* The digital input's convenience admission shows Ivo to be no contrarian on principle. He fully appreciates that streaming files are the future. Any legacy machine with ambitions of continued relevance must have *some* means to interface with PCs. Considering currently available interfaces, he simply opted for the one he considers least compromised - true 75Ω BNC. Lest you think this capricious or ill-informed, Linnenberg had a very ambitious power DAC as early as 1994. While the German press was all over it as a pioneering project, it proved well ahead of its time in terms of consumer acceptance. But it does explain why 16 years later, Linnenberg's CD player would allow for the insertion of external DSP devices.

The cdp3E benefits from a custom daughter board to modify the stock CD-PRO2 transport. All control logic firmware was custom-written to give Linnenberg full control over the critical transport servo parameters. This demonstrates high-level engineering that's not content with quality stock solutions, even one as proven as the CD-PRO2. The cdp3E upconverts the extracted Redbook signal three times prior to conversion. Then a digital filter applies another 8 times oversampling. Asynchronous sample rate conversion however is deliberately shunned as Ivo Linnenberg considers it an inferior approach to jitter reduction whilst causing amplitude distortion. I/V conversion, spurious noise filtering and the class A output driver are dual differential.

The master clock and converter stage benefit from heavily regulated ultra low-noise supplies and the digital and analog section get their own discrete power toroids. The blue custom LED display—not the stock Daisy issue seen in most all other CD-PRO2 machines—runs in DC mode to avoid interference with the audio circuitry. The output stage generates 4V under full signal with a Zout of 470Ω.

As should be clear by now, Ivo's deliberate positioning of Linnenberg Audio as a low-volume destination for very specific customers allows him to be quite uncompromising. For the two-stage amp, the brief called for a dual mono architecture including two independent 225VA power toroids; zero NFB; ultra-short signal paths with minimal wiring; driver supply regulation; and PCB-mounted Neutrik XLRs to eliminate hookup wiring. Full-power bandwidth is DC to 200kHz -3dB. Circuit gain is 21dB, input impedance 10K. As a dual-differential design, the volume control is a four-channel affair and the input switching is performed with proprietary symmetrical relays. The front end is a folded-cascode differential voltage gain stage with small US-issue 'quad-core' Jfets from That Corp. The current buffer is a single-ended push-pull affair (one bipolar output transistor per phase) driven from lateral Mosfets. This wide-bandwidth DC-coupled circuit avoids even a servo to be completely free of feedback. Total power supply filter capacitance is 106.000uF. Damping factor into the usual speaker loads is 50. The physical dimensions are equally non-threatening - 90 x 440 x 340mm HxWxD.

Intermission. Where have introductions gotten us so far? Certainly to no bling and no outrageous pricing. No macho power, no obvious spec marketing either. Instead two compact enclosures with more smarts under their bonnets than the outsides give away; and business ends that flatly eliminate inferior sockets. That means zero RCAs on either component, no 5-way binding posts on the amp (or speaker for that matter).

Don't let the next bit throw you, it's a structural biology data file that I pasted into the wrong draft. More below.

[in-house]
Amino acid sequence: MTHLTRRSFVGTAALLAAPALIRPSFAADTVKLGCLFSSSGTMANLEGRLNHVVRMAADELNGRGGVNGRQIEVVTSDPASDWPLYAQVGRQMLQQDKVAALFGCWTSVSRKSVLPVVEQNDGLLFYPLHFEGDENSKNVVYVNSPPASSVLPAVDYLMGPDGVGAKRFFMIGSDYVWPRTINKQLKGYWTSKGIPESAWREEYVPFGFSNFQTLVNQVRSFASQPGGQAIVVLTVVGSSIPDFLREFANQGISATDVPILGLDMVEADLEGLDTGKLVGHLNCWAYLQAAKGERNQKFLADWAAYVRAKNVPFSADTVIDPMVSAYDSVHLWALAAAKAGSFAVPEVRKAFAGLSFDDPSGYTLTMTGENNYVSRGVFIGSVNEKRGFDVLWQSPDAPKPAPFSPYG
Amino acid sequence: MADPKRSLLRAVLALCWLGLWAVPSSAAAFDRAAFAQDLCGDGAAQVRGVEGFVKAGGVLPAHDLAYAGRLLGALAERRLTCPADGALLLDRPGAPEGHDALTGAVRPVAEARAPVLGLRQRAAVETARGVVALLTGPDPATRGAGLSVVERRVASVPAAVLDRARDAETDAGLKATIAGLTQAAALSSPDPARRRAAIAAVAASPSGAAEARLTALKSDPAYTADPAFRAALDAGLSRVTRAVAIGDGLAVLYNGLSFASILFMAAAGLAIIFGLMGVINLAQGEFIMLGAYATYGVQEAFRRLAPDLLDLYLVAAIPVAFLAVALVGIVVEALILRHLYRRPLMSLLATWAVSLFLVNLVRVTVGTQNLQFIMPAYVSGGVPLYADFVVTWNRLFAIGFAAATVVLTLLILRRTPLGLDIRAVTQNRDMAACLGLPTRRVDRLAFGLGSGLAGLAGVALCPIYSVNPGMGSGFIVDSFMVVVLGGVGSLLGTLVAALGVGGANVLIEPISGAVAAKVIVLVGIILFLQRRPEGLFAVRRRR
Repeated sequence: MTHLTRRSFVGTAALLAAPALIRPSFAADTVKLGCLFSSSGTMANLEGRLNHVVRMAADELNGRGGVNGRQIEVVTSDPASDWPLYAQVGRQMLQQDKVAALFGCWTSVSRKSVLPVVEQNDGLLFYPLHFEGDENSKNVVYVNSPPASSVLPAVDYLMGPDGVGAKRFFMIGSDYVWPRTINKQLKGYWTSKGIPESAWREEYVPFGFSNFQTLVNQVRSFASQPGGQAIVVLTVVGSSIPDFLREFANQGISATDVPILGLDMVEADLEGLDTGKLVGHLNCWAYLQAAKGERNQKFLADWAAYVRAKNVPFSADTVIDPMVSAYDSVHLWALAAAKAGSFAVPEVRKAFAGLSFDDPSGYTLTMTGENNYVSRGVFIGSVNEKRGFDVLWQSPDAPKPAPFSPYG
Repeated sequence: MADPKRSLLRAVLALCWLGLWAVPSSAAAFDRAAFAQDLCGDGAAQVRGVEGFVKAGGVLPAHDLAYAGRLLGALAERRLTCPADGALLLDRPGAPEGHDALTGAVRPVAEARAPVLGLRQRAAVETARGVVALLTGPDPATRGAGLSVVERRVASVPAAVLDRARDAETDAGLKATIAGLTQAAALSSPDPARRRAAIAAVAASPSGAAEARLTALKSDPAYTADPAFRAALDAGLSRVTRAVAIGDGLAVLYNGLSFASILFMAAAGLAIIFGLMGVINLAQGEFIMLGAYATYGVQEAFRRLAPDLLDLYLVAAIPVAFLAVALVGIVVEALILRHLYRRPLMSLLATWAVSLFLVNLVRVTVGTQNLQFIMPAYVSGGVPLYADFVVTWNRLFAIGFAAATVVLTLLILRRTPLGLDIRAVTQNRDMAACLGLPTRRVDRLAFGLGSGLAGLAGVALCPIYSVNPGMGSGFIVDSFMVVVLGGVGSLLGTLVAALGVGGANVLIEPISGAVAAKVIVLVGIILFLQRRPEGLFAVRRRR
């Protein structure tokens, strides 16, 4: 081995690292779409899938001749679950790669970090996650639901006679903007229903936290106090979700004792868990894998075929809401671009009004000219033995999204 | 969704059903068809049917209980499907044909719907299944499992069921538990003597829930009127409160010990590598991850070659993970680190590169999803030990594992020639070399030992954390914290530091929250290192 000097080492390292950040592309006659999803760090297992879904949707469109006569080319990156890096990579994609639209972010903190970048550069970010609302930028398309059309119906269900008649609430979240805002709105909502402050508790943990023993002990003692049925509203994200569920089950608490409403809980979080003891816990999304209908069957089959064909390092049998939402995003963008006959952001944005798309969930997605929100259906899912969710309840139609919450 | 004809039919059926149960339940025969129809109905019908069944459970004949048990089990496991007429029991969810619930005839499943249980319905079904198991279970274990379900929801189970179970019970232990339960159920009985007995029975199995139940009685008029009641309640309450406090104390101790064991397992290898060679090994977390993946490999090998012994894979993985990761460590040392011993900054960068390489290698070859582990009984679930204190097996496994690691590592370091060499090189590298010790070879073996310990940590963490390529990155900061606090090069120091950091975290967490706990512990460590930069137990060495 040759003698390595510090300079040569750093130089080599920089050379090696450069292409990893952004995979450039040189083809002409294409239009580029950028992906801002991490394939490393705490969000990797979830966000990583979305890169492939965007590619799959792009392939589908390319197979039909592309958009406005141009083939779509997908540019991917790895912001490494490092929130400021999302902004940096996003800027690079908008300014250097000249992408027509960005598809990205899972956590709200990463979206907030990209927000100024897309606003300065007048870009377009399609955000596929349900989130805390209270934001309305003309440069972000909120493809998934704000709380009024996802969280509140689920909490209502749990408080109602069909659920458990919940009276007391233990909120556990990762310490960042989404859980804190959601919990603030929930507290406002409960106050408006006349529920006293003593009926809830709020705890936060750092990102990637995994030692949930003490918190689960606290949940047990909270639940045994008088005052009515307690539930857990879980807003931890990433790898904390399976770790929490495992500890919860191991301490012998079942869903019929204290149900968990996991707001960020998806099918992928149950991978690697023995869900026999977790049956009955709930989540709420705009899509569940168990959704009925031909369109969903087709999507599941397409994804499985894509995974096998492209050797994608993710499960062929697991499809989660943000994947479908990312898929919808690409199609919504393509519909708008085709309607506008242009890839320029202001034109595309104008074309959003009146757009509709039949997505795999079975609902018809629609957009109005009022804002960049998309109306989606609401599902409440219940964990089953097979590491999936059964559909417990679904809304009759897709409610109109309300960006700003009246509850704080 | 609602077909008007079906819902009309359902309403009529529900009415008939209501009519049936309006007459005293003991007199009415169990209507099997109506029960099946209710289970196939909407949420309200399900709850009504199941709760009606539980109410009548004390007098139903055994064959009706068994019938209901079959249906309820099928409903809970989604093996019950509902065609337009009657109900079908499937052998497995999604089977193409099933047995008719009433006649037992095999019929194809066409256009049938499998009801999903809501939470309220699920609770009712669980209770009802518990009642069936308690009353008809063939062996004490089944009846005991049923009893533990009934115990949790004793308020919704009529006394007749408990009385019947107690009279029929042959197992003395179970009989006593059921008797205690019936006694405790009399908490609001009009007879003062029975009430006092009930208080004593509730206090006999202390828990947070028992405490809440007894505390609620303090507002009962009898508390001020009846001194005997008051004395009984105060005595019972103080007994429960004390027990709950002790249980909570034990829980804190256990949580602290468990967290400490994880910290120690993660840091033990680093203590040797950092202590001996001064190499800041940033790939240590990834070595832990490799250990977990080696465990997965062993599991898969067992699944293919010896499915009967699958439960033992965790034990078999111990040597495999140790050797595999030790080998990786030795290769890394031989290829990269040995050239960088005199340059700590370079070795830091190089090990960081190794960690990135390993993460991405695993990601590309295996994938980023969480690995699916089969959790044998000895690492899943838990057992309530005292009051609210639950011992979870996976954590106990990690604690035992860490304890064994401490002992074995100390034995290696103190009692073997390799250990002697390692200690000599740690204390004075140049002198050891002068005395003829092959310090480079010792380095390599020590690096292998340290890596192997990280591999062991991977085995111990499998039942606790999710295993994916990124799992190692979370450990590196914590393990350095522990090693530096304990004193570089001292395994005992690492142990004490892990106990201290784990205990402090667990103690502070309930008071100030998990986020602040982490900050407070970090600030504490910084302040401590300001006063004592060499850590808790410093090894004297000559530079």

It's banana funnels exclusively. We also have a 15-year old audio company clearly intent on sticking around (their discontinued cdp1 above]. Why we haven't heard more from them in the past is solely due to a wholesale absence of coverage in the English-speaking audio press. 6moons was now approached because the company is poised to become more visible to an international audience.

It seems clear that a prospective Linnenberg Audio customer will have graduated from the mainstream a while ago. This shopper must have the right speakers for the amp and/or a realistic appreciation for actual power consumption rather than buy into gratuitous stress marketing.

For the CD player the same buyer must primarily rely on physical discs as still the software medium of choice. Computer-happy listeners meanwhile can get a $150 24/192 USB-to-BNC interface from M2Tech and stream away. But Linnenberg is clearly a less-is-more proposition.

Even though the prime target audience for the player might not read online magazines, I was confident that the right customers for this product existed to have me accept this assignment. From personal curiosity—there's always that too when deciding on what to review—the cdp3E seemed to combine elements of the very excellent Yamamoto YDA-01 converter with its passive I/V conversion and ultra-short signal path; and Esoteric's well-publicized insistence on highly tweaked servo control circuits for digital transports. The integrated's concept meanwhile connected directly to my Nelson Pass F5 and J2 amplifiers. It simply added remote control and—important for more widespread appeal—an explicit ability to drive beastlier loads. Eliminating the need for a separate preamp was merely further incentive under the present economy's very real injunction to downsize.

The way it all looked and sounded to me on paper and after talking to Ivo Linnenberg on the phone, this had the earmarking of ultra-performance gear scaled to realistic rather than hyped needs. Simultaneously it seemed priced fairly (though let's not kid ourselves - 3G for an amplifier is the long green to anyone who wasn't baptized into the audiophile church long ago). Would my expectations be met to be able to report on a truly exciting discovery of an old—but to most of us new anyway—brand? These two products certainly were freshly minted models just very recently released.